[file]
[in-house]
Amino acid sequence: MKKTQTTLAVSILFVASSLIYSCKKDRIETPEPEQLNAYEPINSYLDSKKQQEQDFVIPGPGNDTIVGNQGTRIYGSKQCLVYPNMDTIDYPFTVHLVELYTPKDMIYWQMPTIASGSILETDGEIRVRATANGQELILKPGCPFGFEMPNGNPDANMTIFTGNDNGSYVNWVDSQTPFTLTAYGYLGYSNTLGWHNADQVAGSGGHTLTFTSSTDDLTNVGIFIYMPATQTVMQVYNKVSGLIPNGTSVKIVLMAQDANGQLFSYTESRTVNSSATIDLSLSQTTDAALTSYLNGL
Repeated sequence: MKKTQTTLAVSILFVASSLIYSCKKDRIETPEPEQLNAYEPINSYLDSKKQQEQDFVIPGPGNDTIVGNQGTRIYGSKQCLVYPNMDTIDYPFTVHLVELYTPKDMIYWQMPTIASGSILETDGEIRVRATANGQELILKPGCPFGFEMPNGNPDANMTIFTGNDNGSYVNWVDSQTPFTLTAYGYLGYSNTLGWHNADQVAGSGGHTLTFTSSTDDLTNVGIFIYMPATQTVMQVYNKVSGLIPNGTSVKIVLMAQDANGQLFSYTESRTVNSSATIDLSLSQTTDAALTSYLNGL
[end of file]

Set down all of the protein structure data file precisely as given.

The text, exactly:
[in-house]
Amino acid sequence: MKKTQTTLAVSILFVASSLIYSCKKDRIETPEPEQLNAYEPINSYLDSKKQQEQDFVIPGPGNDTIVGNQGTRIYGSKQCLVYPNMDTIDYPFTVHLVELYTPKDMIYWQMPTIASGSILETDGEIRVRATANGQELILKPGCPFGFEMPNGNPDANMTIFTGNDNGSYVNWVDSQTPFTLTAYGYLGYSNTLGWHNADQVAGSGGHTLTFTSSTDDLTNVGIFIYMPATQTVMQVYNKVSGLIPNGTSVKIVLMAQDANGQLFSYTESRTVNSSATIDLSLSQTTDAALTSYLNGL
Repeated sequence: MKKTQTTLAVSILFVASSLIYSCKKDRIETPEPEQLNAYEPINSYLDSKKQQEQDFVIPGPGNDTIVGNQGTRIYGSKQCLVYPNMDTIDYPFTVHLVELYTPKDMIYWQMPTIASGSILETDGEIRVRATANGQELILKPGCPFGFEMPNGNPDANMTIFTGNDNGSYVNWVDSQTPFTLTAYGYLGYSNTLGWHNADQVAGSGGHTLTFTSSTDDLTNVGIFIYMPATQTVMQVYNKVSGLIPNGTSVKIVLMAQDANGQLFSYTESRTVNSSATIDLSLSQTTDAALTSYLNGL